To illustrate, consider the card Dromoka, the Eternal.
Wizards doesn’t normally have dragons that aren’t red, but this set deals with dragons of all colors. Wizards, in making this card, wanted the card to feel both white and green, to feel like a dragon, to be distinct from a traditional red dragon, and above all to be a great card. If games designers put that much effort on single cards, I would have far less to complain about.
One game that fails miserable at this is Nightfall, a game oozing with theme. The problem is that the monster types rarely matter at all, and the game boils down to colors. You never have to see if someone played a vampire. You only care if they played a card that had a blue or yellow circle on the card. Some of the cards have a bit of mechanical resonance, but overall, the game does not “feel” right to me.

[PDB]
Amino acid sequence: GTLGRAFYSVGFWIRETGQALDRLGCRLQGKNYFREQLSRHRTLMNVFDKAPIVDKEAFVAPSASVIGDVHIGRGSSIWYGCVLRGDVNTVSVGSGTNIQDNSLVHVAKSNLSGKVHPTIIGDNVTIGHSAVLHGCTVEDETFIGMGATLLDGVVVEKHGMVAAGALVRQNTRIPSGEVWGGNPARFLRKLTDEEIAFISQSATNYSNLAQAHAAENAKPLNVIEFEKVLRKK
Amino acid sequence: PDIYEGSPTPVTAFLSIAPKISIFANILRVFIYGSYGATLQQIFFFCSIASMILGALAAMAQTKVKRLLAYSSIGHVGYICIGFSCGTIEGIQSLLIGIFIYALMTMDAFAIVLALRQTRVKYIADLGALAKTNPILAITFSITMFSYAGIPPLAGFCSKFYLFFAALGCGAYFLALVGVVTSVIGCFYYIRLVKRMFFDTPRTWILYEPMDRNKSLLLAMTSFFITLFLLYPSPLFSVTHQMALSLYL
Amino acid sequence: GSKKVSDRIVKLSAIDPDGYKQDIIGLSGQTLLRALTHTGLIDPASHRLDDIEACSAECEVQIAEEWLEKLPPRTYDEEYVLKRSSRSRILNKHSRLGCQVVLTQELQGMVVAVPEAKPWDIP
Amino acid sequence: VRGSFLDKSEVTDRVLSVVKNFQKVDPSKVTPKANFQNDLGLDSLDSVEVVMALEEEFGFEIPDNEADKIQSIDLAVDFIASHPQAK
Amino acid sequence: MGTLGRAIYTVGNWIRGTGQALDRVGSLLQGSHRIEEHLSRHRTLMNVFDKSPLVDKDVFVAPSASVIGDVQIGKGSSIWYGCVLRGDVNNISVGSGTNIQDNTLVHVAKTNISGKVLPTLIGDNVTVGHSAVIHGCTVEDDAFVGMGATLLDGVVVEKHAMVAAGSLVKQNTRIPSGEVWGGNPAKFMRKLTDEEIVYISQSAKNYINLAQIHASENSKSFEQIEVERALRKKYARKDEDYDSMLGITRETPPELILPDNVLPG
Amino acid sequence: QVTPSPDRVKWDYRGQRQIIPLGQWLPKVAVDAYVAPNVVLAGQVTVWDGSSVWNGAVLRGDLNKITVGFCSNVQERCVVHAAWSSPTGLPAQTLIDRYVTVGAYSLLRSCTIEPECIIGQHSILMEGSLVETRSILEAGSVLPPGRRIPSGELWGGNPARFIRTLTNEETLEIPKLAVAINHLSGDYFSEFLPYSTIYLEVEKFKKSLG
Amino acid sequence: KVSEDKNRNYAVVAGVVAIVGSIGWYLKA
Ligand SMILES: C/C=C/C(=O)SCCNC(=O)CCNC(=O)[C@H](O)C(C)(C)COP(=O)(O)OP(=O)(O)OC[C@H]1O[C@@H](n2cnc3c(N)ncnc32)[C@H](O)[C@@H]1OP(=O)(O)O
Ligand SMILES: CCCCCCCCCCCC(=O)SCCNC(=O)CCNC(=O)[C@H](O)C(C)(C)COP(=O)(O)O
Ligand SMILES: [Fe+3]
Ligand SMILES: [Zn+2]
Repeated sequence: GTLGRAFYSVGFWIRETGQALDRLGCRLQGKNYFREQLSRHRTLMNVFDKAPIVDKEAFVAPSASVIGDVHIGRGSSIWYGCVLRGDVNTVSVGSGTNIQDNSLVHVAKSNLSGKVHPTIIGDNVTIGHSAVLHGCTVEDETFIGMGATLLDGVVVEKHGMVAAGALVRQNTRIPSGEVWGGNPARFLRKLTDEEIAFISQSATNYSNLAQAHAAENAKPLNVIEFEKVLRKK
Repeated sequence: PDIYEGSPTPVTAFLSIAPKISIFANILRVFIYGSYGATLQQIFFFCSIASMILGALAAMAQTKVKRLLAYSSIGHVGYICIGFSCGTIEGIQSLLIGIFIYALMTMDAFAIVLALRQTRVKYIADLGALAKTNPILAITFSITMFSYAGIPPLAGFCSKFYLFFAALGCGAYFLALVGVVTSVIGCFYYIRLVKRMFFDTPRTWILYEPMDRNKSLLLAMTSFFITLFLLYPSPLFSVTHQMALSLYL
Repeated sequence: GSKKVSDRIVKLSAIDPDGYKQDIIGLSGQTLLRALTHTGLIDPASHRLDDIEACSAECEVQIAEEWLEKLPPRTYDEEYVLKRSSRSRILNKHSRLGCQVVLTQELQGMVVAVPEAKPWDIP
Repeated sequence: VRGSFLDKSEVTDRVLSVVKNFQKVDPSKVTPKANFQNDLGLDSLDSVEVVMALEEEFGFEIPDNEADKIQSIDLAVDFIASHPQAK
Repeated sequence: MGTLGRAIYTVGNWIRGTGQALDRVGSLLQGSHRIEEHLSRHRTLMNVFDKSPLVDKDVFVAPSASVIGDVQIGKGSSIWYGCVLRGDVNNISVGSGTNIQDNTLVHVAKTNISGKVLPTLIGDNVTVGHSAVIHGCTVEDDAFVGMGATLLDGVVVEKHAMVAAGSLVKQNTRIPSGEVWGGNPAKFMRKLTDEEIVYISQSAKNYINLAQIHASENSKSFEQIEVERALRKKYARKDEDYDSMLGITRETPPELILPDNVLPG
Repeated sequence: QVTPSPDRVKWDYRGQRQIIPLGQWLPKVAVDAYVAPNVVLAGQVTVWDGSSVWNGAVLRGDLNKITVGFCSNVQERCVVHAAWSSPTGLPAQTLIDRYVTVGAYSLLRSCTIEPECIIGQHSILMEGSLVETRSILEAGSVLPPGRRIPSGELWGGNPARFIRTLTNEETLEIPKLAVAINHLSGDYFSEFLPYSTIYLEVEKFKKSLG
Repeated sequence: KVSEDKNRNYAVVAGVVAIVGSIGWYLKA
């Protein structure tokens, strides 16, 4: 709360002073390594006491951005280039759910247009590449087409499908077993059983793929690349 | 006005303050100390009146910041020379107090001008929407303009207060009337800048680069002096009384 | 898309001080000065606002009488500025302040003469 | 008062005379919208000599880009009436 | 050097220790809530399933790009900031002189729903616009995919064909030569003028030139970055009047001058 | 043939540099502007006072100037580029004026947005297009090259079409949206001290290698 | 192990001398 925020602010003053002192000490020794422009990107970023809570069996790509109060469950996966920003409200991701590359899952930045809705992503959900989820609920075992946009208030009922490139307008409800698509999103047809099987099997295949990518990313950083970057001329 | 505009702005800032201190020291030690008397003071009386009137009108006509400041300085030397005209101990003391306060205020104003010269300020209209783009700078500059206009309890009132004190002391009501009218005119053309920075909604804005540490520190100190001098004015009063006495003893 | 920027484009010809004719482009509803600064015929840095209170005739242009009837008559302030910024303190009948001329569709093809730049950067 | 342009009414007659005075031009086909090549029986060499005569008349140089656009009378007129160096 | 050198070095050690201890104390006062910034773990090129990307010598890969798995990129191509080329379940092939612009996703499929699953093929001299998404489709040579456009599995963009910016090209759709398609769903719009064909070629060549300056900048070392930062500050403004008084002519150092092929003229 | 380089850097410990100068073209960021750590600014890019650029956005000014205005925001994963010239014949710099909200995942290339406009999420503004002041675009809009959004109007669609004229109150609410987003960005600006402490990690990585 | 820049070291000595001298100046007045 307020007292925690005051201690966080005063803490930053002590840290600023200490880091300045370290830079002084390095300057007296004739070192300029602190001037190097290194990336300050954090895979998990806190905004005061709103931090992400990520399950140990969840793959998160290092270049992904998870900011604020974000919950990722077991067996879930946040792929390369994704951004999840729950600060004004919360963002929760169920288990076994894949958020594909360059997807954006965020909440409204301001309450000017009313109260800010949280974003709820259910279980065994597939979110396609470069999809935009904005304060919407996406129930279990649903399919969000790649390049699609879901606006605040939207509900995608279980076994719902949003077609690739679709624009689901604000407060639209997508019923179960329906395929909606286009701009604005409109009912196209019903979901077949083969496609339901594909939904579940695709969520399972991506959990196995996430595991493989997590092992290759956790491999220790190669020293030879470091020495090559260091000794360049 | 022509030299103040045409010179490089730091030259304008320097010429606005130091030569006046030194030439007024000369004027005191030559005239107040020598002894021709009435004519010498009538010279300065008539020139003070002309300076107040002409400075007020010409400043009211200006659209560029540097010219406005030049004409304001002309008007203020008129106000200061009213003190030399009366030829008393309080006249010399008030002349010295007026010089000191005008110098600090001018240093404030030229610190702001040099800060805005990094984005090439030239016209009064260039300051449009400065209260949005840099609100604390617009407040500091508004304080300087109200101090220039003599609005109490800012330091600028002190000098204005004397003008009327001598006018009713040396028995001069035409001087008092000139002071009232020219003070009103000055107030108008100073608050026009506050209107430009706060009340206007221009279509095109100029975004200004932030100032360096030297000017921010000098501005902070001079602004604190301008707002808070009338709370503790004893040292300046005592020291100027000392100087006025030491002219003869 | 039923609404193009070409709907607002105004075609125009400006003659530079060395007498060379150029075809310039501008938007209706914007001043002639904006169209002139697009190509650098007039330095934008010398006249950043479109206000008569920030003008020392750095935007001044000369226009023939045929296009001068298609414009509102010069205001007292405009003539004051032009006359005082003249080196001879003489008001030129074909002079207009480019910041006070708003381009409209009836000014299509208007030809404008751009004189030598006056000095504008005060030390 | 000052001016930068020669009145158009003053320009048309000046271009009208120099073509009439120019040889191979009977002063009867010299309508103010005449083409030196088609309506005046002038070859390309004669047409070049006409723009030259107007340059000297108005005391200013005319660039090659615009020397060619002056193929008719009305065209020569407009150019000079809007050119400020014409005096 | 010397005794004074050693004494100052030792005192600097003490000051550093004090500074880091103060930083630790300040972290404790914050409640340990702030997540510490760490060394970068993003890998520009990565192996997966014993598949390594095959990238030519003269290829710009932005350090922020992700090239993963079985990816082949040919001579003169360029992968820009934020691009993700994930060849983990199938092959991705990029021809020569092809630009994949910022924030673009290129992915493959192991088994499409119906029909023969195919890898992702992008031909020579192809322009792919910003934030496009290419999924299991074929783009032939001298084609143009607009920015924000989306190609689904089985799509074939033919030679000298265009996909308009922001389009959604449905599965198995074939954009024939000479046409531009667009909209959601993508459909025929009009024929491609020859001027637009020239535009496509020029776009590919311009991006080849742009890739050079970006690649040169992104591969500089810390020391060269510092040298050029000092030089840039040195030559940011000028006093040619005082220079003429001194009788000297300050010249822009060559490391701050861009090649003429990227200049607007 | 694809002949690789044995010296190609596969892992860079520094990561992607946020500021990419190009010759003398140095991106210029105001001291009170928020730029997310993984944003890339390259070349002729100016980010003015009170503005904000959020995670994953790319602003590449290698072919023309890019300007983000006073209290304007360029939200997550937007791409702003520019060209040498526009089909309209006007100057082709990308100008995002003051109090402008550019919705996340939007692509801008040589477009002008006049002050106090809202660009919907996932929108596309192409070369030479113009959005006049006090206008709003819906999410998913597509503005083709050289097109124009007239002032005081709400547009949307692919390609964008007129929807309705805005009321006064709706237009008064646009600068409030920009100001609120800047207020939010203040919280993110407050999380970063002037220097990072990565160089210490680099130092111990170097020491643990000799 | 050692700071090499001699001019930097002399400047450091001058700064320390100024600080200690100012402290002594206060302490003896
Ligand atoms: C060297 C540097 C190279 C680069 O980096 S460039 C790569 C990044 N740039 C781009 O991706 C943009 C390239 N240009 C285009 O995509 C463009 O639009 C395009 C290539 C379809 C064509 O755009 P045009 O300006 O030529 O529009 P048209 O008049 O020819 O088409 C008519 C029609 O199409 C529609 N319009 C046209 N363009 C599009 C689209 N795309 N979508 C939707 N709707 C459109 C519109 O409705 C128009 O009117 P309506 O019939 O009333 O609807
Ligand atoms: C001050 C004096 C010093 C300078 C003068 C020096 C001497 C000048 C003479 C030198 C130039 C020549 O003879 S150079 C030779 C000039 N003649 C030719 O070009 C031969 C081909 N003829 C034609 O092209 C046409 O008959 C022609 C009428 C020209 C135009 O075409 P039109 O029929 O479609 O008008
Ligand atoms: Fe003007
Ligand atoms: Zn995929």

Another way resonance is important is that it can help players learn and teach the game. If I were to tell a new player that vampires can only be played at night, they instantly understand and will likely remember the rule. It makes sense. Creatures with large wings fly. Traveling by plane gets you long distances faster than by car.
Another example has to do with Binoculars as an item in a game. Mechanically, the binoculars could do whatever the designer wanted them to, but if the designer wanted the card to resonate with the players, he or she should consider what the players might expect from binoculars. In one game, the binoculars card helped you evade threats, which seems reasonable as you can see said threat coming sooner. The problem is that this game also had a search mechanic, and in my head, the binoculars should have been tied to that mechanic, and it always felt off to me.
4. The theme must enhance the game play!
This might be the same thing as resonance, but I guess I can’t stress it enough. The theme must enhance the gameplay and never get in the way. Kingsport Festival is a new Lovecraftian themed game, just dripping with theme, but after finally playing the game, the theme just felt flat to me.